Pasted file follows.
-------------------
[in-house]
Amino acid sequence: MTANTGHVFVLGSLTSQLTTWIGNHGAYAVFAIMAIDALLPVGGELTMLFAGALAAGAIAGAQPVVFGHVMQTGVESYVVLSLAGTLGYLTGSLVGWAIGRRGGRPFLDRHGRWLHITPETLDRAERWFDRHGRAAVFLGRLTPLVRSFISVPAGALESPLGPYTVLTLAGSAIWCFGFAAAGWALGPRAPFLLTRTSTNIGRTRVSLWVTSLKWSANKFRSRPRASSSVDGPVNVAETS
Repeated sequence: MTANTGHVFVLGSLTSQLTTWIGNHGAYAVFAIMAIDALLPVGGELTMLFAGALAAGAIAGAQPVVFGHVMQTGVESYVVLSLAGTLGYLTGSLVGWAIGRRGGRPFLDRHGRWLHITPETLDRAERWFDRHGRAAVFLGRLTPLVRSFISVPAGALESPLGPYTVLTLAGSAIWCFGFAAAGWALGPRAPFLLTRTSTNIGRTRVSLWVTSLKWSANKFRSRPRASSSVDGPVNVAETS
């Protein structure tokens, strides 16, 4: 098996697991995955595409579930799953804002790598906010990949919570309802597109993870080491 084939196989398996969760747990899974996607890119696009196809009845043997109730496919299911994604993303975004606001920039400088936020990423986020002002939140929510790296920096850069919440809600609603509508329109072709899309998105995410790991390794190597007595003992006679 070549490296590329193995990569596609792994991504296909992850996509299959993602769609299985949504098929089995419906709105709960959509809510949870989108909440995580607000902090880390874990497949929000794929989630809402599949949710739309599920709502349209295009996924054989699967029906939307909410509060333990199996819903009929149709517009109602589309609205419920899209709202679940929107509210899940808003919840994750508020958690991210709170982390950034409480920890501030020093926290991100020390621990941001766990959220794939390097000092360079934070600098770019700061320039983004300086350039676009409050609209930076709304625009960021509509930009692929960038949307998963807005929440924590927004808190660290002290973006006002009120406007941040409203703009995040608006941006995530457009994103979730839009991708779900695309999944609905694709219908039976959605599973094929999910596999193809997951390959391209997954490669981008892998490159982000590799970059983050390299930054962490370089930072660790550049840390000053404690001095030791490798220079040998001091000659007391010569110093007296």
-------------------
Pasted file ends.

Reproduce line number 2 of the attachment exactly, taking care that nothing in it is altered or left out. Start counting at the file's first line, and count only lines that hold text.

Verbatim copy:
Amino acid sequence: MTANTGHVFVLGSLTSQLTTWIGNHGAYAVFAIMAIDALLPVGGELTMLFAGALAAGAIAGAQPVVFGHVMQTGVESYVVLSLAGTLGYLTGSLVGWAIGRRGGRPFLDRHGRWLHITPETLDRAERWFDRHGRAAVFLGRLTPLVRSFISVPAGALESPLGPYTVLTLAGSAIWCFGFAAAGWALGPRAPFLLTRTSTNIGRTRVSLWVTSLKWSANKFRSRPRASSSVDGPVNVAETS